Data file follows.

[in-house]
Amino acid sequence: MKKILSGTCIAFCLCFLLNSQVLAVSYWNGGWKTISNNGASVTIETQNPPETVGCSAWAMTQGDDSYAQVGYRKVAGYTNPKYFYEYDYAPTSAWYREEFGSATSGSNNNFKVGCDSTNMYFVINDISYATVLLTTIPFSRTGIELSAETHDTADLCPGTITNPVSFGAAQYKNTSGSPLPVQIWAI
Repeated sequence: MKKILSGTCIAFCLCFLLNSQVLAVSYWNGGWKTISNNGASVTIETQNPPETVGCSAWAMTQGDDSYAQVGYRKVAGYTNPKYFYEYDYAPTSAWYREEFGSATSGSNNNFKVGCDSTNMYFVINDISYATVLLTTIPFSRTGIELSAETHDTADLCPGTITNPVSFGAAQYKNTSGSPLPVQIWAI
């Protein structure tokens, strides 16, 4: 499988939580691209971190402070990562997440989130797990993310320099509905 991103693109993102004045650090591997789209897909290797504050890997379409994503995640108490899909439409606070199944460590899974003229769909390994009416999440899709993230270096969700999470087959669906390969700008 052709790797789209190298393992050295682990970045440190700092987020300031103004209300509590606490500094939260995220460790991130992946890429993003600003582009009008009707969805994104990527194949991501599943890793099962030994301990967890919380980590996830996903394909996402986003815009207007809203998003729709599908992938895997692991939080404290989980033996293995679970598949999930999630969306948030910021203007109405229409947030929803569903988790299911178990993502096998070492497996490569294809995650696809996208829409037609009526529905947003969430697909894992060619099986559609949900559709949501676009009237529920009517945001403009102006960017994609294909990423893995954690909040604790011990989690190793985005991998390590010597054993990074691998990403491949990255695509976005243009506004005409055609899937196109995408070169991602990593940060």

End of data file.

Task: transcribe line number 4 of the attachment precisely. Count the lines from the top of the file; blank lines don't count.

């Protein structure tokens, strides 16, 4: 499988939580691209971190402070990562997440989130797990993310320099509905 991103693109993102004045650090591997789209897909290797504050890997379409994503995640108490899909439409606070199944460590899974003229769909390994009416999440899709993230270096969700999470087959669906390969700008 052709790797789209190298393992050295682990970045440190700092987020300031103004209300509590606490500094939260995220460790991130992946890429993003600003582009009008009707969805994104990527194949991501599943890793099962030994301990967890919380980590996830996903394909996402986003815009207007809203998003729709599908992938895997692991939080404290989980033996293995679970598949999930999630969306948030910021203007109405229409947030929803569903988790299911178990993502096998070492497996490569294809995650696809996208829409037609009526529905947003969430697909894992060619099986559609949900559709949501676009009237529920009517945001403009102006960017994609294909990423893995954690909040604790011990989690190793985005991998390590010597054993990074691998990403491949990255695509976005243009506004005409055609899937196109995408070169991602990593940060």